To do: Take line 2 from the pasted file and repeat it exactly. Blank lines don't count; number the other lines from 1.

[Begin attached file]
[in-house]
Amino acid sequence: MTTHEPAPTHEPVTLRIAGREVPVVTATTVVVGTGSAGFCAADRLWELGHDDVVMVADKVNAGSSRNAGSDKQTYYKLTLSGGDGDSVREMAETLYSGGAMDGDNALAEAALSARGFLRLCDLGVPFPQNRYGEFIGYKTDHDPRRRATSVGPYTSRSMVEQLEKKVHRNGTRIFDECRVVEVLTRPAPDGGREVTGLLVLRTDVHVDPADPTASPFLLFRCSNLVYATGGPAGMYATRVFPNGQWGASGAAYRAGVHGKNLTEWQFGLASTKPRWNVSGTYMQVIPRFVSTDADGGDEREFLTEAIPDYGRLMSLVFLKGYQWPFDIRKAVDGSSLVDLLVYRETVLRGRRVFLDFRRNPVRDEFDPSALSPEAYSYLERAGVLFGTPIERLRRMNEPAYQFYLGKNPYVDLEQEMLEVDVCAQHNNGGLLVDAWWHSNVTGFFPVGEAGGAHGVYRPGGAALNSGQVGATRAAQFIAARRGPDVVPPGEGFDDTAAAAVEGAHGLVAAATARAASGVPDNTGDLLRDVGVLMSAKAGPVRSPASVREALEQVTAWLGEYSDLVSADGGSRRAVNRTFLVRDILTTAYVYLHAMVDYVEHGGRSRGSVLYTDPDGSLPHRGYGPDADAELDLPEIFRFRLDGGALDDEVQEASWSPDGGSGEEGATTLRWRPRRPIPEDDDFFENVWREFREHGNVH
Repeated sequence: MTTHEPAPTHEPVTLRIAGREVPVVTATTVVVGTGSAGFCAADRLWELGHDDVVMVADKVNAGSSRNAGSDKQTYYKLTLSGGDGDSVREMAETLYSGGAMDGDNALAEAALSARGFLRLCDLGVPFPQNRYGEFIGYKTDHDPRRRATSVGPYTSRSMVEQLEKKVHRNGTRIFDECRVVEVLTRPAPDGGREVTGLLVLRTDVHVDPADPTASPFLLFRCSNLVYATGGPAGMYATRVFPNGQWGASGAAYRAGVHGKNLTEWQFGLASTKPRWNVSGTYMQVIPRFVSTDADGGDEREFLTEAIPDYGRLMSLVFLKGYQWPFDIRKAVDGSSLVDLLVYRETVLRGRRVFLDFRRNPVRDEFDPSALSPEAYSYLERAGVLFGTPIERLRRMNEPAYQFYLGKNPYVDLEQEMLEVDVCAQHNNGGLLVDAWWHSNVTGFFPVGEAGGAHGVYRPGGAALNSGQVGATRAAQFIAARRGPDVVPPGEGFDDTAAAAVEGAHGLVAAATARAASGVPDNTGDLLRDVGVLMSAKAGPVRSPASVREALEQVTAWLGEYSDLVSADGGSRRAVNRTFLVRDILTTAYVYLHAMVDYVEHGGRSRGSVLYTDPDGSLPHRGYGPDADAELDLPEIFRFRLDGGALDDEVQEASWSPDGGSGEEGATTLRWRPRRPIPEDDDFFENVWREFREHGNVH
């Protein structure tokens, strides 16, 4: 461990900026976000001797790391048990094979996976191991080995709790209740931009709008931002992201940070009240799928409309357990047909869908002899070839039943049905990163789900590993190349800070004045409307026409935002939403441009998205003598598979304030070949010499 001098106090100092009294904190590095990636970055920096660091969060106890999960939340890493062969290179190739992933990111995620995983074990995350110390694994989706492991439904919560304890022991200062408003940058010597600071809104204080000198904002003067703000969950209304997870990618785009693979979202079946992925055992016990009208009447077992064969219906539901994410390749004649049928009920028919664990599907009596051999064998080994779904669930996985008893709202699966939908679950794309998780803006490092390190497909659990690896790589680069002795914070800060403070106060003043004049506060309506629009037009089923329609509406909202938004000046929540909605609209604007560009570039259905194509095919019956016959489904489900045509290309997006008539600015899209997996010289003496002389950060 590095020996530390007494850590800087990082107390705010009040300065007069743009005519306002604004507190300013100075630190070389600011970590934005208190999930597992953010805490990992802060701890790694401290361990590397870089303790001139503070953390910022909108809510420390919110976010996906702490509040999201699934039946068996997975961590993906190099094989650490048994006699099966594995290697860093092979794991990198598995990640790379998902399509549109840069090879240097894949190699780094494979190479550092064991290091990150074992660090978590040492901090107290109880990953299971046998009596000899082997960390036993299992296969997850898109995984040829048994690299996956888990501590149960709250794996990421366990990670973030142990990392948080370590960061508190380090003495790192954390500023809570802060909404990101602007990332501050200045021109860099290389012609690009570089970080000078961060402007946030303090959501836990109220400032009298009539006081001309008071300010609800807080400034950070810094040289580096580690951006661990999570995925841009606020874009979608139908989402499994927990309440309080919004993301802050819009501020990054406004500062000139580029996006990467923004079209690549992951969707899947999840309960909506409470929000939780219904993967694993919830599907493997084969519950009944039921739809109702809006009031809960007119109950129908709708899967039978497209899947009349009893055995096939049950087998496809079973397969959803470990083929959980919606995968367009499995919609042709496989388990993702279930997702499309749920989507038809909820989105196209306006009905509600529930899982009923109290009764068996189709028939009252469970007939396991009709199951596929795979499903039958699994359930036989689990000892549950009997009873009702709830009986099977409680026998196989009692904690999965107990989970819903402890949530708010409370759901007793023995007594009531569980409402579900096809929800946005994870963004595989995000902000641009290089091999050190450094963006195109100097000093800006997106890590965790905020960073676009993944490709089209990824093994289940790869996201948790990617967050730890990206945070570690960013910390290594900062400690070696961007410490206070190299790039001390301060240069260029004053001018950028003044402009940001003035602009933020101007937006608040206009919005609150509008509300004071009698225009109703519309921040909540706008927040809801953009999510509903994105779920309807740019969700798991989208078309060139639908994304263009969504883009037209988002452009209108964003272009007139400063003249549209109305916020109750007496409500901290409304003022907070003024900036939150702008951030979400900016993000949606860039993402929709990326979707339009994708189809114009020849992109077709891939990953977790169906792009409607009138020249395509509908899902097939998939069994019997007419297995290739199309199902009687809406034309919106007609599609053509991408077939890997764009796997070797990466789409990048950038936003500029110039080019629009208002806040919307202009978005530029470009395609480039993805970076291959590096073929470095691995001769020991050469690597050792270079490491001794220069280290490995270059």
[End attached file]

Amino acid sequence: MTTHEPAPTHEPVTLRIAGREVPVVTATTVVVGTGSAGFCAADRLWELGHDDVVMVADKVNAGSSRNAGSDKQTYYKLTLSGGDGDSVREMAETLYSGGAMDGDNALAEAALSARGFLRLCDLGVPFPQNRYGEFIGYKTDHDPRRRATSVGPYTSRSMVEQLEKKVHRNGTRIFDECRVVEVLTRPAPDGGREVTGLLVLRTDVHVDPADPTASPFLLFRCSNLVYATGGPAGMYATRVFPNGQWGASGAAYRAGVHGKNLTEWQFGLASTKPRWNVSGTYMQVIPRFVSTDADGGDEREFLTEAIPDYGRLMSLVFLKGYQWPFDIRKAVDGSSLVDLLVYRETVLRGRRVFLDFRRNPVRDEFDPSALSPEAYSYLERAGVLFGTPIERLRRMNEPAYQFYLGKNPYVDLEQEMLEVDVCAQHNNGGLLVDAWWHSNVTGFFPVGEAGGAHGVYRPGGAALNSGQVGATRAAQFIAARRGPDVVPPGEGFDDTAAAAVEGAHGLVAAATARAASGVPDNTGDLLRDVGVLMSAKAGPVRSPASVREALEQVTAWLGEYSDLVSADGGSRRAVNRTFLVRDILTTAYVYLHAMVDYVEHGGRSRGSVLYTDPDGSLPHRGYGPDADAELDLPEIFRFRLDGGALDDEVQEASWSPDGGSGEEGATTLRWRPRRPIPEDDDFFENVWREFREHGNVH